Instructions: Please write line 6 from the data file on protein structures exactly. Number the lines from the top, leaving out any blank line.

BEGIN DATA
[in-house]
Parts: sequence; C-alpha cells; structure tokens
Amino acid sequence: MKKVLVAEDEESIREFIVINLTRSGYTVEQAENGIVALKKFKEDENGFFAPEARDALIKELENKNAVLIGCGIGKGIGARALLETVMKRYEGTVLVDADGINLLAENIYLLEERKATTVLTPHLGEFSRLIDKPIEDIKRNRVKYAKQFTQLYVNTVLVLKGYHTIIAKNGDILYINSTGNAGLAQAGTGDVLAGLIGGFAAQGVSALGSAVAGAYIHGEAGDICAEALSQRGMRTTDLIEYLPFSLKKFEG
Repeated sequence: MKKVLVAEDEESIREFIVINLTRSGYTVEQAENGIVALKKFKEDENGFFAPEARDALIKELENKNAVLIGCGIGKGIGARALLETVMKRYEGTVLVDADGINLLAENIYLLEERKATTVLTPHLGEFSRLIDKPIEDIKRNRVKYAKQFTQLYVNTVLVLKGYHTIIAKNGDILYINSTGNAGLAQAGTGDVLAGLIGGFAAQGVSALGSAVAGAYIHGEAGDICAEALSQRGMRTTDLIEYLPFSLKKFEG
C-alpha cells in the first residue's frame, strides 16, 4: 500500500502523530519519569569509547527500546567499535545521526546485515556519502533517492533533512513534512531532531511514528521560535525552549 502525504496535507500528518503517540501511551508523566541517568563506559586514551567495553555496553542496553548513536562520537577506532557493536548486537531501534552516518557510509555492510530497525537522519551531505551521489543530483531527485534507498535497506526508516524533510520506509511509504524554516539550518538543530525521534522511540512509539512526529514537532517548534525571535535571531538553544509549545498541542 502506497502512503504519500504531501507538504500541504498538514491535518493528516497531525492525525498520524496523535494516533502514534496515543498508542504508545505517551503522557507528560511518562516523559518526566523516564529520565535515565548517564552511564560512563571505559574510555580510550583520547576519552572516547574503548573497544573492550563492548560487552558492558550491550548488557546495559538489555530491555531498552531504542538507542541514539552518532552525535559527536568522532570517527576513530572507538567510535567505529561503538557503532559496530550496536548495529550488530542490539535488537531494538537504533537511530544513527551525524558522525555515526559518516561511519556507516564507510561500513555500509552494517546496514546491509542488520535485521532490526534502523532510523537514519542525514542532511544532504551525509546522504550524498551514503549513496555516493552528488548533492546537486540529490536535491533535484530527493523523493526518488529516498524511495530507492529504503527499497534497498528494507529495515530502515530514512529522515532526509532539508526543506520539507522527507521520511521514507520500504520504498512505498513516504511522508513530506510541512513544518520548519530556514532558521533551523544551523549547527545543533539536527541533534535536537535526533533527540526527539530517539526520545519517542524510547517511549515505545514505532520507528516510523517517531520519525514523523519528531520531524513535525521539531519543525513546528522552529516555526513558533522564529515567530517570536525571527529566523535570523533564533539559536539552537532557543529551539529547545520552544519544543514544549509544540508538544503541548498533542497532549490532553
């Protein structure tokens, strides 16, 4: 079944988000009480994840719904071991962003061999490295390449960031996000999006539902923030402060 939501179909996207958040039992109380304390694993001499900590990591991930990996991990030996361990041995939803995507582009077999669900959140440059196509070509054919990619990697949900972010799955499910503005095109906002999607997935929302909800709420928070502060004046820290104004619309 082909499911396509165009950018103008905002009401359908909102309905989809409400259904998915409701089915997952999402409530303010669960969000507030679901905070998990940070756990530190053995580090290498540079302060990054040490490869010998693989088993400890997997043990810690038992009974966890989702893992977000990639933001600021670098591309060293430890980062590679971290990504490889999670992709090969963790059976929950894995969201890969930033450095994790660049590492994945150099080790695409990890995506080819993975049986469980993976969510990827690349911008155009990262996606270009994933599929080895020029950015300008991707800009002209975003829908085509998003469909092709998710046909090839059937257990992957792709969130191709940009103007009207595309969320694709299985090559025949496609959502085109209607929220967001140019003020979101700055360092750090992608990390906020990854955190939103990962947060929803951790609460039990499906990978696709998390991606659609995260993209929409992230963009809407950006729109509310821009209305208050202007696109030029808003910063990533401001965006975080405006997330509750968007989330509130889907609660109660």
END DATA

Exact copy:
């Protein structure tokens, strides 16, 4: 079944988000009480994840719904071991962003061999490295390449960031996000999006539902923030402060 939501179909996207958040039992109380304390694993001499900590990591991930990996991990030996361990041995939803995507582009077999669900959140440059196509070509054919990619990697949900972010799955499910503005095109906002999607997935929302909800709420928070502060004046820290104004619309 082909499911396509165009950018103008905002009401359908909102309905989809409400259904998915409701089915997952999402409530303010669960969000507030679901905070998990940070756990530190053995580090290498540079302060990054040490490869010998693989088993400890997997043990810690038992009974966890989702893992977000990639933001600021670098591309060293430890980062590679971290990504490889999670992709090969963790059976929950894995969201890969930033450095994790660049590492994945150099080790695409990890995506080819993975049986469980993976969510990827690349911008155009990262996606270009994933599929080895020029950015300008991707800009002209975003829908085509998003469909092709998710046909090839059937257990992957792709969130191709940009103007009207595309969320694709299985090559025949496609959502085109209607929220967001140019003020979101700055360092750090992608990390906020990854955190939103990962947060929803951790609460039990499906990978696709998390991606659609995260993209929409992230963009809407950006729109509310821009209305208050202007696109030029808003910063990533401001965006975080405006997330509750968007989330509130889907609660109660």